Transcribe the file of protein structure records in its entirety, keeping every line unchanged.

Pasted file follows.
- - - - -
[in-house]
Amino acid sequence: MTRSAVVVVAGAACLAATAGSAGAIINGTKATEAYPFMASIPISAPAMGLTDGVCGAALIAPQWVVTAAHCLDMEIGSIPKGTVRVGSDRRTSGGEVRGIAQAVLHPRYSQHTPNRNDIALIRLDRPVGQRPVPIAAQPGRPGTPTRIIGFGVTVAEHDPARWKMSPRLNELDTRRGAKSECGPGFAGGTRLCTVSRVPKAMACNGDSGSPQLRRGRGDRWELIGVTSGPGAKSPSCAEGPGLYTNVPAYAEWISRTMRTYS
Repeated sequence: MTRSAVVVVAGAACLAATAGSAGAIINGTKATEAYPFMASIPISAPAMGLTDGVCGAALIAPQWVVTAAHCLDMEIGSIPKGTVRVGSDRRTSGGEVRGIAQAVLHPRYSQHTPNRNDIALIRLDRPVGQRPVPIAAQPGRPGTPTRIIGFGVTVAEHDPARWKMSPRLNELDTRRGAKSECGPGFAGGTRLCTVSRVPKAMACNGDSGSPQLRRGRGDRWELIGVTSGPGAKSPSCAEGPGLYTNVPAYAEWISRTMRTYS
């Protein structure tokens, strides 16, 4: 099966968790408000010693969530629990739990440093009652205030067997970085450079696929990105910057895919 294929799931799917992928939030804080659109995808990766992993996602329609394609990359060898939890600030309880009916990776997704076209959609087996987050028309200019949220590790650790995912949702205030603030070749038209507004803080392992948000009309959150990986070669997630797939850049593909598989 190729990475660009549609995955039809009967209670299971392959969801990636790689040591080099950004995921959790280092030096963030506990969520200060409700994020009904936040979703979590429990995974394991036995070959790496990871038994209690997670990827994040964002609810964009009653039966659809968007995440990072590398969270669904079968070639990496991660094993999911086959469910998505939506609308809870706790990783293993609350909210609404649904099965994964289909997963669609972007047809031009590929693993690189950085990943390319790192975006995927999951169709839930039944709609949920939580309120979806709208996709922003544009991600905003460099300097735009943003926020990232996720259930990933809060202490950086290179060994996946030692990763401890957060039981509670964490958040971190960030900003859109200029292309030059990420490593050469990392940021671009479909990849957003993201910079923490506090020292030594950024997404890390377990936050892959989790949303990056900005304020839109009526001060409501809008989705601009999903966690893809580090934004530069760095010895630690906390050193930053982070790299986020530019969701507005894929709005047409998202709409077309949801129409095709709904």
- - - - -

[in-house]
Amino acid sequence: MTRSAVVVVAGAACLAATAGSAGAIINGTKATEAYPFMASIPISAPAMGLTDGVCGAALIAPQWVVTAAHCLDMEIGSIPKGTVRVGSDRRTSGGEVRGIAQAVLHPRYSQHTPNRNDIALIRLDRPVGQRPVPIAAQPGRPGTPTRIIGFGVTVAEHDPARWKMSPRLNELDTRRGAKSECGPGFAGGTRLCTVSRVPKAMACNGDSGSPQLRRGRGDRWELIGVTSGPGAKSPSCAEGPGLYTNVPAYAEWISRTMRTYS
Repeated sequence: MTRSAVVVVAGAACLAATAGSAGAIINGTKATEAYPFMASIPISAPAMGLTDGVCGAALIAPQWVVTAAHCLDMEIGSIPKGTVRVGSDRRTSGGEVRGIAQAVLHPRYSQHTPNRNDIALIRLDRPVGQRPVPIAAQPGRPGTPTRIIGFGVTVAEHDPARWKMSPRLNELDTRRGAKSECGPGFAGGTRLCTVSRVPKAMACNGDSGSPQLRRGRGDRWELIGVTSGPGAKSPSCAEGPGLYTNVPAYAEWISRTMRTYS
């Protein structure tokens, strides 16, 4: 099966968790408000010693969530629990739990440093009652205030067997970085450079696929990105910057895919 294929799931799917992928939030804080659109995808990766992993996602329609394609990359060898939890600030309880009916990776997704076209959609087996987050028309200019949220590790650790995912949702205030603030070749038209507004803080392992948000009309959150990986070669997630797939850049593909598989 190729990475660009549609995955039809009967209670299971392959969801990636790689040591080099950004995921959790280092030096963030506990969520200060409700994020009904936040979703979590429990995974394991036995070959790496990871038994209690997670990827994040964002609810964009009653039966659809968007995440990072590398969270669904079968070639990496991660094993999911086959469910998505939506609308809870706790990783293993609350909210609404649904099965994964289909997963669609972007047809031009590929693993690189950085990943390319790192975006995927999951169709839930039944709609949920939580309120979806709208996709922003544009991600905003460099300097735009943003926020990232996720259930990933809060202490950086290179060994996946030692990763401890957060039981509670964490958040971190960030900003859109200029292309030059990420490593050469990392940021671009479909990849957003993201910079923490506090020292030594950024997404890390377990936050892959989790949303990056900005304020839109009526001060409501809008989705601009999903966690893809580090934004530069760095010895630690906390050193930053982070790299986020530019969701507005894929709005047409998202709409077309949801129409095709709904």